Design Considerations and Overview

This document describes Version 3 of a software library called “Climate Model Output Rewriter” (CMOR3)[1], written in C with access also provided via Fortran 90 and through Python[2]. CMOR is used to produce CF-compliant[3] netCDF[4] files. The structure of the files created by CMOR and the metadata they contain fulfill the requirements of many of the climate community’s standard model experiments (which are referred to here as “MIPs”[5] and include, for example, AMIP, PMIP, APE, and IPCC [DN1] scenario runs).

CMOR was not designed to serve as an all-purpose writer of CF-compliant netCDF files, but simply to reduce the effort required to prepare and manage MIP model output. Although MIPs encourage systematic analysis of results across models, this is only easy to do if the model output is written in a common format with files structured similarly and with sufficient metadata uniformly stored according to a common standard. Individual modeling groups store their data in different ways, but if a group can read its own data, then it should easily be able to transform the data, using CMOR, into the common format required by the MIPs. The adoption of CMOR as a standard code for exchanging climate data will facilitate participation in MIPs because after learning how to satisfy the output requirements of one MIP, it will be easy to prepare output for other MIPs.

CMOR output has the following characteristics:

  • Each file contains a single primary output variable (along with coordinate/grid variables, attributes and other metadata) from a single model and a single simulation (i.e., from a single ensemble member of a single climate experiment). This method of structuring model output best serves the needs of most researchers who are typically interested in only a few of the many variables in the MIP databases. Data requests can be satisfied by simply sending the appropriate file(s) without first extracting the individual field(s) of interest.

  • There is flexibility in specifying how many time slices (samples) are stored in a single file. A single file can contain all the time-samples for a given variable and climate experiment, or the samples can be distributed in a sequence of files.

  • Much of the metadata written to the output files is defined in MIP-specific tables of information, which in this document are referred to simply as “MIP tables”. These tables are JSON files that can be read by CMOR and are typically made available from MIP web sites. Because these tables contain much of the metadata that is useful in the MIP context, they are the key to reducing the programming burden imposed on the individual users contributing data to a MIP. Additional tables can be created as new MIPs are born.

  • For metadata, different MIPs may have different requirements, but these are accommodated by CMOR, within the constraints of the CF convention and as specified in the MIP tables (e.g. CMIP6 MIP tables).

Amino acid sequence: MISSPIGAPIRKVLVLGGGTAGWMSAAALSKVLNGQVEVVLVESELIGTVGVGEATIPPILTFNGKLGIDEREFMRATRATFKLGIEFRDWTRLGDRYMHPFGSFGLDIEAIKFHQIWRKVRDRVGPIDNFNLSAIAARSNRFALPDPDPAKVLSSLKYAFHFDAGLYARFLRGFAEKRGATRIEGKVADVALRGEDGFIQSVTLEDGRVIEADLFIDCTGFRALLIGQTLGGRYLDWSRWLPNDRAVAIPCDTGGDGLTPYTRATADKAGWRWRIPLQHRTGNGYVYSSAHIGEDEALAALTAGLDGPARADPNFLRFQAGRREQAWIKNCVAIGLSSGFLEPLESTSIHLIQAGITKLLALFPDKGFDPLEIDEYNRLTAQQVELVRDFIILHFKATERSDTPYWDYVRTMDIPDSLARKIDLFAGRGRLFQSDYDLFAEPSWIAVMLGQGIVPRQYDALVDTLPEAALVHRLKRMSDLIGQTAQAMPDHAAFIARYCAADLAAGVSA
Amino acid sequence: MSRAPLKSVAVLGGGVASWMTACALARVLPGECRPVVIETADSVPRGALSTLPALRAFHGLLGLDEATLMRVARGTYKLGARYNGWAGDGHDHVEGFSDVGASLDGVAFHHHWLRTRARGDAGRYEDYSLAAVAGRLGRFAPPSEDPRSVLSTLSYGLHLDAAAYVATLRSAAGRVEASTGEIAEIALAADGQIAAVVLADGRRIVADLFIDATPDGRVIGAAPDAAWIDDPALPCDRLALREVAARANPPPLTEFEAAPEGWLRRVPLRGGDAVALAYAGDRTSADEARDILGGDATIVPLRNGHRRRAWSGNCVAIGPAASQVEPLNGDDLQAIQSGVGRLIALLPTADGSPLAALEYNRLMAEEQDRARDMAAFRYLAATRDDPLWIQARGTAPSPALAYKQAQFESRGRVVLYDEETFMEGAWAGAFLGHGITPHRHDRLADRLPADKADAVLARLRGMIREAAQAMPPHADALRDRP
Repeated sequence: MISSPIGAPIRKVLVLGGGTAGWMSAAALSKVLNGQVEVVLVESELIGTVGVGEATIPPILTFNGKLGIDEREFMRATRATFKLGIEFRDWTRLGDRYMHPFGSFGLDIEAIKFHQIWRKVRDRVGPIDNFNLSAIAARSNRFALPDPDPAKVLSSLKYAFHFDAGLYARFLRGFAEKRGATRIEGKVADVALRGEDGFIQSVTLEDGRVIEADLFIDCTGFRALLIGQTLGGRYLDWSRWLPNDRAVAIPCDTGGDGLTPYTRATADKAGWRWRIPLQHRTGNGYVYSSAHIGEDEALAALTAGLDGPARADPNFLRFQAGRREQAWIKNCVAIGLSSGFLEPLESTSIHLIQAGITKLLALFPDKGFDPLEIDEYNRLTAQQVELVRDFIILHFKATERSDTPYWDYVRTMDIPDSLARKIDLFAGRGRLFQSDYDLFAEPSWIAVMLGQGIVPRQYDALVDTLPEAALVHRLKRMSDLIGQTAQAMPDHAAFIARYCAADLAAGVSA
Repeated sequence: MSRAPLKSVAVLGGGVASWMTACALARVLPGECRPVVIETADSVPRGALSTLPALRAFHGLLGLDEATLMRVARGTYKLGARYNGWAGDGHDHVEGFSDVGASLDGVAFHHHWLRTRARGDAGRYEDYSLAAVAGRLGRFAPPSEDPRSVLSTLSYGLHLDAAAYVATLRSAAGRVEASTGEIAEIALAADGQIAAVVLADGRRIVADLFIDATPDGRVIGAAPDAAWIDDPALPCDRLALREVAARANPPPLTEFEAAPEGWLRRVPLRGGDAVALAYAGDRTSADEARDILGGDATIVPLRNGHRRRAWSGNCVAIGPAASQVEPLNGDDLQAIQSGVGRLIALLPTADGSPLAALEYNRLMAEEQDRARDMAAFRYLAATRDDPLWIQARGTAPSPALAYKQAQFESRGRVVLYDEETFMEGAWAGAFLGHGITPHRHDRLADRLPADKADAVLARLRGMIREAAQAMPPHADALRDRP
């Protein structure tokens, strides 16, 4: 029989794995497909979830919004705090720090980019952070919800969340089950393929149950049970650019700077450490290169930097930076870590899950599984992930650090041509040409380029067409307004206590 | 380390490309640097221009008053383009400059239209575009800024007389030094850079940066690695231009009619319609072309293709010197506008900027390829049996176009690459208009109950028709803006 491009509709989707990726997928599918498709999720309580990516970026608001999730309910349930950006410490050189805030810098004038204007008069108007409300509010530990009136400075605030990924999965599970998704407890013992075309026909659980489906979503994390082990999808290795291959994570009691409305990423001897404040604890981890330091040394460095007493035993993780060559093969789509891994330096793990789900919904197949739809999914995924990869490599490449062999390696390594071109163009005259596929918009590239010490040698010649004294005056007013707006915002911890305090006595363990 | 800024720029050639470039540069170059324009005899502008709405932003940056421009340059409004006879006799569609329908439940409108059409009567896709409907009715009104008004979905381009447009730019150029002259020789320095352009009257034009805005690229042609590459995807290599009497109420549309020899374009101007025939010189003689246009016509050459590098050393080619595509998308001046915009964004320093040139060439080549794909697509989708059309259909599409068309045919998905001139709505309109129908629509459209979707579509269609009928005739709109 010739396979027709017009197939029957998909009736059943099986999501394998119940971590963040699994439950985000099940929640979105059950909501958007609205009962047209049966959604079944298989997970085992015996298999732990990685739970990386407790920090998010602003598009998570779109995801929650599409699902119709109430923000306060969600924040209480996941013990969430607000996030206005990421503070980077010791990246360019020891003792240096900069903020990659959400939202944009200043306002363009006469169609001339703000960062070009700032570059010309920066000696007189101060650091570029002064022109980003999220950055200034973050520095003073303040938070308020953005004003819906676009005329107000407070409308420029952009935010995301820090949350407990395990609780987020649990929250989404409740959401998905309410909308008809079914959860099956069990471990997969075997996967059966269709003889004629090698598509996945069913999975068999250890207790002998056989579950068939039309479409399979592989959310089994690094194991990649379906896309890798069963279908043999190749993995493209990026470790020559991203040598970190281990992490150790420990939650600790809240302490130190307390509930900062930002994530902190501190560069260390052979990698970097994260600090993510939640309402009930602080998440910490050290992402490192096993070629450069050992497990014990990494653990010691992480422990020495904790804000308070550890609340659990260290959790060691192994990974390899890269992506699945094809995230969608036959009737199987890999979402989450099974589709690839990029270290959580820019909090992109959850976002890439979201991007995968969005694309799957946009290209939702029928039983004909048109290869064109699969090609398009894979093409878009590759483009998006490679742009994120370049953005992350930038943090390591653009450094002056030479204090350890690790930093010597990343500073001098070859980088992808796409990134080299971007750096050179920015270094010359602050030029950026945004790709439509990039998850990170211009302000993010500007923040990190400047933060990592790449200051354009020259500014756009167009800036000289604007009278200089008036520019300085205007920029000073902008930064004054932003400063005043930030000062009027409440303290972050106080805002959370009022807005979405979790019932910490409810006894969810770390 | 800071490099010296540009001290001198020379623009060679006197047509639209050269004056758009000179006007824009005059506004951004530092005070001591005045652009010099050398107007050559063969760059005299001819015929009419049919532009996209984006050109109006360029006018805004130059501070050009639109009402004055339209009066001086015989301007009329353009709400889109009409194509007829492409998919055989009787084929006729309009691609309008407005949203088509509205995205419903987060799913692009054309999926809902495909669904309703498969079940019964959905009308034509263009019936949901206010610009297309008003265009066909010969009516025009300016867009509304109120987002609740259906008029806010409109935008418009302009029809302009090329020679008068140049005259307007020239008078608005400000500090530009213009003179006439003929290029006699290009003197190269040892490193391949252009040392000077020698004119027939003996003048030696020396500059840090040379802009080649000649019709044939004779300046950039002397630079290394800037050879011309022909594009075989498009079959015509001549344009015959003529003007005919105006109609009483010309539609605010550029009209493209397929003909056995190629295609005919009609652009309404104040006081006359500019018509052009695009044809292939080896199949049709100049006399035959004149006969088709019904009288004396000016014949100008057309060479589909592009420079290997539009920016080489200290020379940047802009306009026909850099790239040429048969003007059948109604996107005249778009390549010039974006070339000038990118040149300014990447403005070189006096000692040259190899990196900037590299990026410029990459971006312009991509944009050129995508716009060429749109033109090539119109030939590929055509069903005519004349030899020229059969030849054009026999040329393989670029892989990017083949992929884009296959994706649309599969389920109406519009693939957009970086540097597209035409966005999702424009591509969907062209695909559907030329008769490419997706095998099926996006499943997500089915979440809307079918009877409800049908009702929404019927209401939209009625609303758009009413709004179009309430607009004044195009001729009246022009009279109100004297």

• CMOR can rely on NetCDF4 See unidata web page to write the output files and can take advantage of its compression and chunking capabilities. In that case, compression is controlled with the MIP tables using the shuffle, deflate and deflate_level attributes, default values are respectively 0, 0 and 0(disable). It is worth noting that even when using NetCDF4, CMOR3 still produces NETCDF4 CLASSIC formatted output. This allows the file generated to be readable by any application that can read NetCDF3 provided they are re-linked against NetCDF4. When using the NetCDF4 library it is also still possible to write files that can be read through the NetCDF3 library by adding “_3” to the appropriate cmor_setup argument (see below). Note: CMOR3 NOW output NetCDF4 files by default. For CMIP6, the NetCDF4/NC_CLASSIC_Model mode is used (and chunking is NOW invoked… shuffle and deflation can be invoke on-demand by setting flags in the table. example).

  • CMOR also must be linked against the udunits2 library see http://www.unidata.ucar.edu/software/udunits/, which enables CMOR to check that the units attribute is correct[6]. Finally CMOR3 must also be linked against the uuid library see http://www.ossp.org/pkg/lib/uuid in order to produce a unique tracking number for each file.

Although the CMOR output adheres to a fairly rigid structure, there is considerable flexibility allowed in the design of codes that write data through the CMOR functions. Depending on how the source data are stored, one might want to structure a code to read and rewrite the data through CMOR in several different ways. Consider, for example, a case where data are originally stored in “history” files that contain many different fields, but a single time sample. If one were to process several different fields through CMOR and one wanted to include many time samples per file, then it would usually be more efficient to read all the fields from the single input file at the same time, and then distribute them to the appropriate CMOR output files, rather than to process all the time-samples for a single field and then move on to the next field. If, however, the original data were stored already by field (i.e., one variable per file), then it would make more sense to simply loop through the fields, one at a time. The user is free to structure the conversion program in either of these ways (among others).